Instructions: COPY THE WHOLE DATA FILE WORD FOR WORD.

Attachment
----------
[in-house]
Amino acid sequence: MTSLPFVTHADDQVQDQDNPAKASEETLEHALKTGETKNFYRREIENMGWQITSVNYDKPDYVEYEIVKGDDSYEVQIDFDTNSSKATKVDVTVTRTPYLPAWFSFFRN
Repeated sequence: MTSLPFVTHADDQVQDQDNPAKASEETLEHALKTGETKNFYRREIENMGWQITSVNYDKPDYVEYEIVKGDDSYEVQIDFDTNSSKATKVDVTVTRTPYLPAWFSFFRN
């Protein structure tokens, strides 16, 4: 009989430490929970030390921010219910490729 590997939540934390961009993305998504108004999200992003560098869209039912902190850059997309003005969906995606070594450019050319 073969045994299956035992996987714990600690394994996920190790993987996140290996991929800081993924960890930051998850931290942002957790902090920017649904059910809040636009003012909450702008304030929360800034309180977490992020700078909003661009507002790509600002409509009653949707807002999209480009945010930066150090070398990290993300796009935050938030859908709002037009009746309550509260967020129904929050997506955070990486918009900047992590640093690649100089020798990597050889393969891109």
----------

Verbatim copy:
[in-house]
Amino acid sequence: MTSLPFVTHADDQVQDQDNPAKASEETLEHALKTGETKNFYRREIENMGWQITSVNYDKPDYVEYEIVKGDDSYEVQIDFDTNSSKATKVDVTVTRTPYLPAWFSFFRN
Repeated sequence: MTSLPFVTHADDQVQDQDNPAKASEETLEHALKTGETKNFYRREIENMGWQITSVNYDKPDYVEYEIVKGDDSYEVQIDFDTNSSKATKVDVTVTRTPYLPAWFSFFRN
């Protein structure tokens, strides 16, 4: 009989430490929970030390921010219910490729 590997939540934390961009993305998504108004999200992003560098869209039912902190850059997309003005969906995606070594450019050319 073969045994299956035992996987714990600690394994996920190790993987996140290996991929800081993924960890930051998850931290942002957790902090920017649904059910809040636009003012909450702008304030929360800034309180977490992020700078909003661009507002790509600002409509009653949707807002999209480009945010930066150090070398990290993300796009935050938030859908709002037009009746309550509260967020129904929050997506955070990486918009900047992590640093690649100089020798990597050889393969891109």